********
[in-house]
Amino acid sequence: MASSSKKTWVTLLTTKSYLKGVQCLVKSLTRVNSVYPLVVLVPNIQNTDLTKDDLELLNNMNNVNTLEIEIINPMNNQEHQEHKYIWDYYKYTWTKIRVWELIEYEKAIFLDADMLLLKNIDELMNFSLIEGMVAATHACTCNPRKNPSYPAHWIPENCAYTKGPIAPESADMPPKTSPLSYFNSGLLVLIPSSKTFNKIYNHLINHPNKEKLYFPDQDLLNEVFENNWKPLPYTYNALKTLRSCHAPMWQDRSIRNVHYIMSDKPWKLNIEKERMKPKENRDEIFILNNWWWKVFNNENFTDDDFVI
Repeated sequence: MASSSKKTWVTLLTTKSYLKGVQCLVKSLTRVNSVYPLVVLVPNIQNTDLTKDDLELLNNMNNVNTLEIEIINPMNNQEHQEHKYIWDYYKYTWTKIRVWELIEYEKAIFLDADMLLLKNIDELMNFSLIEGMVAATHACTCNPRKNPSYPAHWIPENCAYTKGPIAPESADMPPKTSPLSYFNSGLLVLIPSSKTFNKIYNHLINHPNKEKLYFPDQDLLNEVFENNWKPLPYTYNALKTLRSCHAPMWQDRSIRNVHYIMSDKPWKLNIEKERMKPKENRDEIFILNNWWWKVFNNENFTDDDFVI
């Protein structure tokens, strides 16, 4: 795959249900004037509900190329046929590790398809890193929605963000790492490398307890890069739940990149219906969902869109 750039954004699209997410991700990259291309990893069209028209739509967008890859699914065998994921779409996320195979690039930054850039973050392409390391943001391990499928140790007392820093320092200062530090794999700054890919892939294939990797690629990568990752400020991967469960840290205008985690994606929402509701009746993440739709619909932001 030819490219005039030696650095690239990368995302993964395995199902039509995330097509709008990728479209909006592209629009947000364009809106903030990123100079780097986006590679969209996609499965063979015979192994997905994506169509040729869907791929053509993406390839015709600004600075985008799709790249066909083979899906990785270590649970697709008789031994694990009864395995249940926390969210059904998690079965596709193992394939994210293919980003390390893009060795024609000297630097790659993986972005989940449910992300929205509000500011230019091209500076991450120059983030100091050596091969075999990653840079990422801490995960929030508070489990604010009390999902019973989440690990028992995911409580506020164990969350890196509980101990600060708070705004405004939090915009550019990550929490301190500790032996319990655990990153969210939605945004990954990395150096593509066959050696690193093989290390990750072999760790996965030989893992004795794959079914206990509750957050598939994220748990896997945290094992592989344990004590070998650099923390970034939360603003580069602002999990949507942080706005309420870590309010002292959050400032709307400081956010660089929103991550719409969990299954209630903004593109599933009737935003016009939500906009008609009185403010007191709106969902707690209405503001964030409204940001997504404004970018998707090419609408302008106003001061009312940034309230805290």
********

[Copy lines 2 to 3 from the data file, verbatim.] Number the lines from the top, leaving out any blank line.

Amino acid sequence: MASSSKKTWVTLLTTKSYLKGVQCLVKSLTRVNSVYPLVVLVPNIQNTDLTKDDLELLNNMNNVNTLEIEIINPMNNQEHQEHKYIWDYYKYTWTKIRVWELIEYEKAIFLDADMLLLKNIDELMNFSLIEGMVAATHACTCNPRKNPSYPAHWIPENCAYTKGPIAPESADMPPKTSPLSYFNSGLLVLIPSSKTFNKIYNHLINHPNKEKLYFPDQDLLNEVFENNWKPLPYTYNALKTLRSCHAPMWQDRSIRNVHYIMSDKPWKLNIEKERMKPKENRDEIFILNNWWWKVFNNENFTDDDFVI
Repeated sequence: MASSSKKTWVTLLTTKSYLKGVQCLVKSLTRVNSVYPLVVLVPNIQNTDLTKDDLELLNNMNNVNTLEIEIINPMNNQEHQEHKYIWDYYKYTWTKIRVWELIEYEKAIFLDADMLLLKNIDELMNFSLIEGMVAATHACTCNPRKNPSYPAHWIPENCAYTKGPIAPESADMPPKTSPLSYFNSGLLVLIPSSKTFNKIYNHLINHPNKEKLYFPDQDLLNEVFENNWKPLPYTYNALKTLRSCHAPMWQDRSIRNVHYIMSDKPWKLNIEKERMKPKENRDEIFILNNWWWKVFNNENFTDDDFVI